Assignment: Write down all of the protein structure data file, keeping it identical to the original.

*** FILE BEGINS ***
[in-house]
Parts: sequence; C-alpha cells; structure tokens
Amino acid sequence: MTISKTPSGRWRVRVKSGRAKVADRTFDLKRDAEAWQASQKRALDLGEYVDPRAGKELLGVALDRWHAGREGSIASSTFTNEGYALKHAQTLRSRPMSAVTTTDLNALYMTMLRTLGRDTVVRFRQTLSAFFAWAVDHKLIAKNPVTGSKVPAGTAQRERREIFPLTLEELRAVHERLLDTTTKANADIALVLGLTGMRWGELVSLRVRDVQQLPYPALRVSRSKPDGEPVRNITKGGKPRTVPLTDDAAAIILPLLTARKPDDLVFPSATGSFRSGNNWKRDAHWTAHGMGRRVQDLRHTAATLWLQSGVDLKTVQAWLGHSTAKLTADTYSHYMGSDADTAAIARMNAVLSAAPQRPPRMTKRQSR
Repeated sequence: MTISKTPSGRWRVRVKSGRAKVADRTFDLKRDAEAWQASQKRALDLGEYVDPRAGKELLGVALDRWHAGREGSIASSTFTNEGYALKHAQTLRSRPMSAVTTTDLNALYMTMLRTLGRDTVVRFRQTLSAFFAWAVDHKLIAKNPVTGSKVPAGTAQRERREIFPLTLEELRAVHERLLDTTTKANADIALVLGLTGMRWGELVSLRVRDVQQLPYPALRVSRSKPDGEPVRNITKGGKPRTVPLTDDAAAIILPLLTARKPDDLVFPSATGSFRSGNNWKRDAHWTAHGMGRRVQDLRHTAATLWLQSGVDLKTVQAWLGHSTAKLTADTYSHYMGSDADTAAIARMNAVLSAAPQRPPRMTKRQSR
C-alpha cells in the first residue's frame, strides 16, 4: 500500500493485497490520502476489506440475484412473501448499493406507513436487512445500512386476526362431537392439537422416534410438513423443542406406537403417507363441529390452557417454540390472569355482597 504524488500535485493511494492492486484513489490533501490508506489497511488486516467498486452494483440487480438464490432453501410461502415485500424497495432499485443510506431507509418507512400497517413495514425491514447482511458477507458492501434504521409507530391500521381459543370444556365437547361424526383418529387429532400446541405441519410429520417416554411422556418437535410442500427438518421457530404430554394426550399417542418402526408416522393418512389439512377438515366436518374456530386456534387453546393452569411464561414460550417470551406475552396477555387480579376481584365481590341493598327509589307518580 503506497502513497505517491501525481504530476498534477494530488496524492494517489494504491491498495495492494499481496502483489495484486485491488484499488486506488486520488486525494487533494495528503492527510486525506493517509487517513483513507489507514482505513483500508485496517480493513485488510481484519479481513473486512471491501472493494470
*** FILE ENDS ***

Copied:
[in-house]
Parts: sequence; C-alpha cells; structure tokens
Amino acid sequence: MTISKTPSGRWRVRVKSGRAKVADRTFDLKRDAEAWQASQKRALDLGEYVDPRAGKELLGVALDRWHAGREGSIASSTFTNEGYALKHAQTLRSRPMSAVTTTDLNALYMTMLRTLGRDTVVRFRQTLSAFFAWAVDHKLIAKNPVTGSKVPAGTAQRERREIFPLTLEELRAVHERLLDTTTKANADIALVLGLTGMRWGELVSLRVRDVQQLPYPALRVSRSKPDGEPVRNITKGGKPRTVPLTDDAAAIILPLLTARKPDDLVFPSATGSFRSGNNWKRDAHWTAHGMGRRVQDLRHTAATLWLQSGVDLKTVQAWLGHSTAKLTADTYSHYMGSDADTAAIARMNAVLSAAPQRPPRMTKRQSR
Repeated sequence: MTISKTPSGRWRVRVKSGRAKVADRTFDLKRDAEAWQASQKRALDLGEYVDPRAGKELLGVALDRWHAGREGSIASSTFTNEGYALKHAQTLRSRPMSAVTTTDLNALYMTMLRTLGRDTVVRFRQTLSAFFAWAVDHKLIAKNPVTGSKVPAGTAQRERREIFPLTLEELRAVHERLLDTTTKANADIALVLGLTGMRWGELVSLRVRDVQQLPYPALRVSRSKPDGEPVRNITKGGKPRTVPLTDDAAAIILPLLTARKPDDLVFPSATGSFRSGNNWKRDAHWTAHGMGRRVQDLRHTAATLWLQSGVDLKTVQAWLGHSTAKLTADTYSHYMGSDADTAAIARMNAVLSAAPQRPPRMTKRQSR
C-alpha cells in the first residue's frame, strides 16, 4: 500500500493485497490520502476489506440475484412473501448499493406507513436487512445500512386476526362431537392439537422416534410438513423443542406406537403417507363441529390452557417454540390472569355482597 504524488500535485493511494492492486484513489490533501490508506489497511488486516467498486452494483440487480438464490432453501410461502415485500424497495432499485443510506431507509418507512400497517413495514425491514447482511458477507458492501434504521409507530391500521381459543370444556365437547361424526383418529387429532400446541405441519410429520417416554411422556418437535410442500427438518421457530404430554394426550399417542418402526408416522393418512389439512377438515366436518374456530386456534387453546393452569411464561414460550417470551406475552396477555387480579376481584365481590341493598327509589307518580 503506497502513497505517491501525481504530476498534477494530488496524492494517489494504491491498495495492494499481496502483489495484486485491488484499488486506488486520488486525494487533494495528503492527510486525506493517509487517513483513507489507514482505513483500508485496517480493513485488510481484519479481513473486512471491501472493494470